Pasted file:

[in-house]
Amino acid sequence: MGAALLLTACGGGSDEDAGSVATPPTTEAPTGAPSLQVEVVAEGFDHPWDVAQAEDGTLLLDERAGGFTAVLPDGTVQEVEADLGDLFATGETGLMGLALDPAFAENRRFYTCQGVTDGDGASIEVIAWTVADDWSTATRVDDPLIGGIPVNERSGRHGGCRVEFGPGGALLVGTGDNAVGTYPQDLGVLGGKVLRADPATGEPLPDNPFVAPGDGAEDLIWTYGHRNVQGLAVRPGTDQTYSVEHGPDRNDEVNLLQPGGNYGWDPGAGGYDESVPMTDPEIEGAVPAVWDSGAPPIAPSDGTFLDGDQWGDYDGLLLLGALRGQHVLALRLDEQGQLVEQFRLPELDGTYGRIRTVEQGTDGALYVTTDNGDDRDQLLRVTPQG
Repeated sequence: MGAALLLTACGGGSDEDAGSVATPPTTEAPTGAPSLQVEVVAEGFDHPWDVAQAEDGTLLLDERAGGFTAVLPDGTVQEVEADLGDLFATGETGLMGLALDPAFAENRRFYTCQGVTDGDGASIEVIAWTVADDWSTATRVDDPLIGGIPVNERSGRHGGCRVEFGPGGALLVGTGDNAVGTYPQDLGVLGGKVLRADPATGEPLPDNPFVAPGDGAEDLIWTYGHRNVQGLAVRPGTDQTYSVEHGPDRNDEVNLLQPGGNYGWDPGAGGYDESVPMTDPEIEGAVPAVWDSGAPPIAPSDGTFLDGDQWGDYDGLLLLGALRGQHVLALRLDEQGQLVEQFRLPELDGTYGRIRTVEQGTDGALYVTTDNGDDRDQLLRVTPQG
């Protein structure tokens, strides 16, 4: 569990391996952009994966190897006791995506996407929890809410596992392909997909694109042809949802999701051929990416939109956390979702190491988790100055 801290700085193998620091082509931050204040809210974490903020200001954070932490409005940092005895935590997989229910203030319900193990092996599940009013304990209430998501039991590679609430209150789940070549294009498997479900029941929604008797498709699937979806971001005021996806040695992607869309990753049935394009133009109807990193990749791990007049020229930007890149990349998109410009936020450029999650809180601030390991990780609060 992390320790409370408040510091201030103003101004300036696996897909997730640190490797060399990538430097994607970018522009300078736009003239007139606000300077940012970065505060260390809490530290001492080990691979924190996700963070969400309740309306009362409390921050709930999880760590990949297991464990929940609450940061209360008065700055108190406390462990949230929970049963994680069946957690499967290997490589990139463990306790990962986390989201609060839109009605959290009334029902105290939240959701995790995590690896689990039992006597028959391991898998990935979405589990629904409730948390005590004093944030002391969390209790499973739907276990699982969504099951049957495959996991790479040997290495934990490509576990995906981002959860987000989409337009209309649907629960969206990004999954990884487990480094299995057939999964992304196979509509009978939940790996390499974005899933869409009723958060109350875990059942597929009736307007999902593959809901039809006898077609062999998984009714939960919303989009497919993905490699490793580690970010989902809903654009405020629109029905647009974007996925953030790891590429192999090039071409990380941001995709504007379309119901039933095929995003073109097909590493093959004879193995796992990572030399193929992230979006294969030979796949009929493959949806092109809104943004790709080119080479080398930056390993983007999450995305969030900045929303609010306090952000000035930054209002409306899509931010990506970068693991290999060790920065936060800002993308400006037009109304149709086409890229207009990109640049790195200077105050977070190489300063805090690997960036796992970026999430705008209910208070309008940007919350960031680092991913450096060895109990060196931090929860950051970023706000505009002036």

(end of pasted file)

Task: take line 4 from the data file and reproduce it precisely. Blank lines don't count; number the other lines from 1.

């Protein structure tokens, strides 16, 4: 569990391996952009994966190897006791995506996407929890809410596992392909997909694109042809949802999701051929990416939109956390979702190491988790100055 801290700085193998620091082509931050204040809210974490903020200001954070932490409005940092005895935590997989229910203030319900193990092996599940009013304990209430998501039991590679609430209150789940070549294009498997479900029941929604008797498709699937979806971001005021996806040695992607869309990753049935394009133009109807990193990749791990007049020229930007890149990349998109410009936020450029999650809180601030390991990780609060 992390320790409370408040510091201030103003101004300036696996897909997730640190490797060399990538430097994607970018522009300078736009003239007139606000300077940012970065505060260390809490530290001492080990691979924190996700963070969400309740309306009362409390921050709930999880760590990949297991464990929940609450940061209360008065700055108190406390462990949230929970049963994680069946957690499967290997490589990139463990306790990962986390989201609060839109009605959290009334029902105290939240959701995790995590690896689990039992006597028959391991898998990935979405589990629904409730948390005590004093944030002391969390209790499973739907276990699982969504099951049957495959996991790479040997290495934990490509576990995906981002959860987000989409337009209309649907629960969206990004999954990884487990480094299995057939999964992304196979509509009978939940790996390499974005899933869409009723958060109350875990059942597929009736307007999902593959809901039809006898077609062999998984009714939960919303989009497919993905490699490793580690970010989902809903654009405020629109029905647009974007996925953030790891590429192999090039071409990380941001995709504007379309119901039933095929995003073109097909590493093959004879193995796992990572030399193929992230979006294969030979796949009929493959949806092109809104943004790709080119080479080398930056390993983007999450995305969030900045929303609010306090952000000035930054209002409306899509931010990506970068693991290999060790920065936060800002993308400006037009109304149709086409890229207009990109640049790195200077105050977070190489300063805090690997960036796992970026999430705008209910208070309008940007919350960031680092991913450096060895109990060196931090929860950051970023706000505009002036």